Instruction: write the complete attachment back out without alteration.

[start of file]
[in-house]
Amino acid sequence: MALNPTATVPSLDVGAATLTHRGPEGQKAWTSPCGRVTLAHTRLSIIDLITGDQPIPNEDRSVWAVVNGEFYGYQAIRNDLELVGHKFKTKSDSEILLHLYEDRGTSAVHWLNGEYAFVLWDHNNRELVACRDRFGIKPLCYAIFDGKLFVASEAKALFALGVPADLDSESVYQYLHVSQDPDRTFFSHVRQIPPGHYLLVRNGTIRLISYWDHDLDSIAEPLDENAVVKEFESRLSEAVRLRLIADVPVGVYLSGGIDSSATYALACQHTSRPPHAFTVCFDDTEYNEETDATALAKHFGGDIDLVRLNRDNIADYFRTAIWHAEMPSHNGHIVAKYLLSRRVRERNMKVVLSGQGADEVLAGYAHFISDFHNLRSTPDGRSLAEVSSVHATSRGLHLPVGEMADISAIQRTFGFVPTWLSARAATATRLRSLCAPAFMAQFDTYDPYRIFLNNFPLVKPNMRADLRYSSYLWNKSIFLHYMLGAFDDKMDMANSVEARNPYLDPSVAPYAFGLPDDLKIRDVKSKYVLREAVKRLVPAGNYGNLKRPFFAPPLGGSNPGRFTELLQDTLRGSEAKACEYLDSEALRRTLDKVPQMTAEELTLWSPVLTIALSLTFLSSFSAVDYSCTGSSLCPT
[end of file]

[in-house]
Amino acid sequence: MALNPTATVPSLDVGAATLTHRGPEGQKAWTSPCGRVTLAHTRLSIIDLITGDQPIPNEDRSVWAVVNGEFYGYQAIRNDLELVGHKFKTKSDSEILLHLYEDRGTSAVHWLNGEYAFVLWDHNNRELVACRDRFGIKPLCYAIFDGKLFVASEAKALFALGVPADLDSESVYQYLHVSQDPDRTFFSHVRQIPPGHYLLVRNGTIRLISYWDHDLDSIAEPLDENAVVKEFESRLSEAVRLRLIADVPVGVYLSGGIDSSATYALACQHTSRPPHAFTVCFDDTEYNEETDATALAKHFGGDIDLVRLNRDNIADYFRTAIWHAEMPSHNGHIVAKYLLSRRVRERNMKVVLSGQGADEVLAGYAHFISDFHNLRSTPDGRSLAEVSSVHATSRGLHLPVGEMADISAIQRTFGFVPTWLSARAATATRLRSLCAPAFMAQFDTYDPYRIFLNNFPLVKPNMRADLRYSSYLWNKSIFLHYMLGAFDDKMDMANSVEARNPYLDPSVAPYAFGLPDDLKIRDVKSKYVLREAVKRLVPAGNYGNLKRPFFAPPLGGSNPGRFTELLQDTLRGSEAKACEYLDSEALRRTLDKVPQMTAEELTLWSPVLTIALSLTFLSSFSAVDYSCTGSSLCPT